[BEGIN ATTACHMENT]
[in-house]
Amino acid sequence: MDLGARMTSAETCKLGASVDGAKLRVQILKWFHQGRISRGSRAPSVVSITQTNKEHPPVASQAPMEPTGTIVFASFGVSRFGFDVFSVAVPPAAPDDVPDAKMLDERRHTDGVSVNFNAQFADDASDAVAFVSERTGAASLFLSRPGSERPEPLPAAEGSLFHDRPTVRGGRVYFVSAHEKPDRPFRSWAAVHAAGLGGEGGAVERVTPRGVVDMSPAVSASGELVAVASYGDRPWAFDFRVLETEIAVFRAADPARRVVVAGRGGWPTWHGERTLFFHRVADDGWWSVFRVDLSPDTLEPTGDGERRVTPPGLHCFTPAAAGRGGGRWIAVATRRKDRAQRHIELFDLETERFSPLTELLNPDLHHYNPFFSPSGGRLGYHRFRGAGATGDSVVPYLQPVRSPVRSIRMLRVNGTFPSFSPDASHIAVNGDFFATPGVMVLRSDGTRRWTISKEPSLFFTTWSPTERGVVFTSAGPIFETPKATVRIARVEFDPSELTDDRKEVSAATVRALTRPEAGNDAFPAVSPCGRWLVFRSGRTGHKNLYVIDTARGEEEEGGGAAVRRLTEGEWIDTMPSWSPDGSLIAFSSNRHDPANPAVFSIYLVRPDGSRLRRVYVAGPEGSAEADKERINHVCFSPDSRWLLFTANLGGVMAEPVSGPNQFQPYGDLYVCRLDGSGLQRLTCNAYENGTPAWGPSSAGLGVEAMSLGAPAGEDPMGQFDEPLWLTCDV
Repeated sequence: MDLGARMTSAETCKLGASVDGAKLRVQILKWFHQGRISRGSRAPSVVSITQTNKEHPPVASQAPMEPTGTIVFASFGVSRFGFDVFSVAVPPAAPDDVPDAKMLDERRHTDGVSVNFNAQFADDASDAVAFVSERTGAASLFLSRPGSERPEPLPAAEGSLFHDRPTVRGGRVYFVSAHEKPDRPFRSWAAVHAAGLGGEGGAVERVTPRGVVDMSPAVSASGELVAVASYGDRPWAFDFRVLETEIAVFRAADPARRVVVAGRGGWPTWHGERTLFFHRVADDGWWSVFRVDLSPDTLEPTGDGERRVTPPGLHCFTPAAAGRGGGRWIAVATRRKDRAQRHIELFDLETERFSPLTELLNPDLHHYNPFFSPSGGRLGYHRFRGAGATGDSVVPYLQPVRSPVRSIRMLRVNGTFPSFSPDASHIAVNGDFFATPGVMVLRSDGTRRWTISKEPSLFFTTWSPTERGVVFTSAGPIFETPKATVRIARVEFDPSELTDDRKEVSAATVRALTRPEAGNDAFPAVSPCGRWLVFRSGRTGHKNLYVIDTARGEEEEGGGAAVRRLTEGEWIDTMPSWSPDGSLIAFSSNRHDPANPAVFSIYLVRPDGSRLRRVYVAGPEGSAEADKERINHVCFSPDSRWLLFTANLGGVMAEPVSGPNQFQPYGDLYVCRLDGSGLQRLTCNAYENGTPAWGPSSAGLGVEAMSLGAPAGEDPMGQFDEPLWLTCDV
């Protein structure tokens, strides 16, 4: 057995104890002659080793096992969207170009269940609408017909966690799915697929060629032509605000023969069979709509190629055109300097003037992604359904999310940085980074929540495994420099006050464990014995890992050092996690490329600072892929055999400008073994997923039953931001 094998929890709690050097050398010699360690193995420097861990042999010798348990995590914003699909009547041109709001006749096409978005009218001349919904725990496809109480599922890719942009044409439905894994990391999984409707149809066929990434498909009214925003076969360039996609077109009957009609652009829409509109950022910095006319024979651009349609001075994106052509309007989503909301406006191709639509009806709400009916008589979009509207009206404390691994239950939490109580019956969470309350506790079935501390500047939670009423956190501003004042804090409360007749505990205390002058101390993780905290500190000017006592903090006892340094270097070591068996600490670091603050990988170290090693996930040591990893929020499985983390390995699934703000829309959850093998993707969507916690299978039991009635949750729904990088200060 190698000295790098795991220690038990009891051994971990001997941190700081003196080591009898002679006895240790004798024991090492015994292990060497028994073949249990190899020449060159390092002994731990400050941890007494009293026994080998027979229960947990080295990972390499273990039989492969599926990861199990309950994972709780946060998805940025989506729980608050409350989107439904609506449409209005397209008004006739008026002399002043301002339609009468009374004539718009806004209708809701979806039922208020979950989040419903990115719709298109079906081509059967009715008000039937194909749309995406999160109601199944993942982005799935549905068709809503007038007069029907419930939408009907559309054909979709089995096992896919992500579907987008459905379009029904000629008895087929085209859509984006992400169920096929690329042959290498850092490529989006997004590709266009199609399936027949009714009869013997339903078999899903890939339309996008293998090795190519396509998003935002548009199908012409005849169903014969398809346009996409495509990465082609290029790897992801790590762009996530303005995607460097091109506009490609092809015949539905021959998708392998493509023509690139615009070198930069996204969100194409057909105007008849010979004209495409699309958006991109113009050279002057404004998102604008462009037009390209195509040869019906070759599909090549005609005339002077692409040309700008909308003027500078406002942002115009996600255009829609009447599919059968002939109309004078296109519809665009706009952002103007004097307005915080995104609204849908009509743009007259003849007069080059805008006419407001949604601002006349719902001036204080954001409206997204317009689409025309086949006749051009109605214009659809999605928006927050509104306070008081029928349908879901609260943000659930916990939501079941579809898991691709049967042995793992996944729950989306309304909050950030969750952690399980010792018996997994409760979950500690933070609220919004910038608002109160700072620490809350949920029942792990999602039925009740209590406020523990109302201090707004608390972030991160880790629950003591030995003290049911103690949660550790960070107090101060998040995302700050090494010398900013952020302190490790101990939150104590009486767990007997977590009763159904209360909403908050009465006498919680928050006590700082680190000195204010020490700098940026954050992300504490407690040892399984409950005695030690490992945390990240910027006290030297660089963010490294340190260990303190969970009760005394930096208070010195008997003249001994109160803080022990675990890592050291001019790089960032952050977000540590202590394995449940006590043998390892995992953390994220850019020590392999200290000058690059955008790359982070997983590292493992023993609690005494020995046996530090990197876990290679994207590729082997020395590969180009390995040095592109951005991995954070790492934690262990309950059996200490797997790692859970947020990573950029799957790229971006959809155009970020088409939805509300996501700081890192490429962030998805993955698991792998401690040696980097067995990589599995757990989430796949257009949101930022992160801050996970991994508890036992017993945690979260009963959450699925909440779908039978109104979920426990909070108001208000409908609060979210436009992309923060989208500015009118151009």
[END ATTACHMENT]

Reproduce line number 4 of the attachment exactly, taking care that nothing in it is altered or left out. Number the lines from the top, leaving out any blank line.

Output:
């Protein structure tokens, strides 16, 4: 057995104890002659080793096992969207170009269940609408017909966690799915697929060629032509605000023969069979709509190629055109300097003037992604359904999310940085980074929540495994420099006050464990014995890992050092996690490329600072892929055999400008073994997923039953931001 094998929890709690050097050398010699360690193995420097861990042999010798348990995590914003699909009547041109709001006749096409978005009218001349919904725990496809109480599922890719942009044409439905894994990391999984409707149809066929990434498909009214925003076969360039996609077109009957009609652009829409509109950022910095006319024979651009349609001075994106052509309007989503909301406006191709639509009806709400009916008589979009509207009206404390691994239950939490109580019956969470309350506790079935501390500047939670009423956190501003004042804090409360007749505990205390002058101390993780905290500190000017006592903090006892340094270097070591068996600490670091603050990988170290090693996930040591990893929020499985983390390995699934703000829309959850093998993707969507916690299978039991009635949750729904990088200060 190698000295790098795991220690038990009891051994971990001997941190700081003196080591009898002679006895240790004798024991090492015994292990060497028994073949249990190899020449060159390092002994731990400050941890007494009293026994080998027979229960947990080295990972390499273990039989492969599926990861199990309950994972709780946060998805940025989506729980608050409350989107439904609506449409209005397209008004006739008026002399002043301002339609009468009374004539718009806004209708809701979806039922208020979950989040419903990115719709298109079906081509059967009715008000039937194909749309995406999160109601199944993942982005799935549905068709809503007038007069029907419930939408009907559309054909979709089995096992896919992500579907987008459905379009029904000629008895087929085209859509984006992400169920096929690329042959290498850092490529989006997004590709266009199609399936027949009714009869013997339903078999899903890939339309996008293998090795190519396509998003935002548009199908012409005849169903014969398809346009996409495509990465082609290029790897992801790590762009996530303005995607460097091109506009490609092809015949539905021959998708392998493509023509690139615009070198930069996204969100194409057909105007008849010979004209495409699309958006991109113009050279002057404004998102604008462009037009390209195509040869019906070759599909090549005609005339002077692409040309700008909308003027500078406002942002115009996600255009829609009447599919059968002939109309004078296109519809665009706009952002103007004097307005915080995104609204849908009509743009007259003849007069080059805008006419407001949604601002006349719902001036204080954001409206997204317009689409025309086949006749051009109605214009659809999605928006927050509104306070008081029928349908879901609260943000659930916990939501079941579809898991691709049967042995793992996944729950989306309304909050950030969750952690399980010792018996997994409760979950500690933070609220919004910038608002109160700072620490809350949920029942792990999602039925009740209590406020523990109302201090707004608390972030991160880790629950003591030995003290049911103690949660550790960070107090101060998040995302700050090494010398900013952020302190490790101990939150104590009486767990007997977590009763159904209360909403908050009465006498919680928050006590700082680190000195204010020490700098940026954050992300504490407690040892399984409950005695030690490992945390990240910027006290030297660089963010490294340190260990303190969970009760005394930096208070010195008997003249001994109160803080022990675990890592050291001019790089960032952050977000540590202590394995449940006590043998390892995992953390994220850019020590392999200290000058690059955008790359982070997983590292493992023993609690005494020995046996530090990197876990290679994207590729082997020395590969180009390995040095592109951005991995954070790492934690262990309950059996200490797997790692859970947020990573950029799957790229971006959809155009970020088409939805509300996501700081890192490429962030998805993955698991792998401690040696980097067995990589599995757990989430796949257009949101930022992160801050996970991994508890036992017993945690979260009963959450699925909440779908039978109104979920426990909070108001208000409908609060979210436009992309923060989208500015009118151009």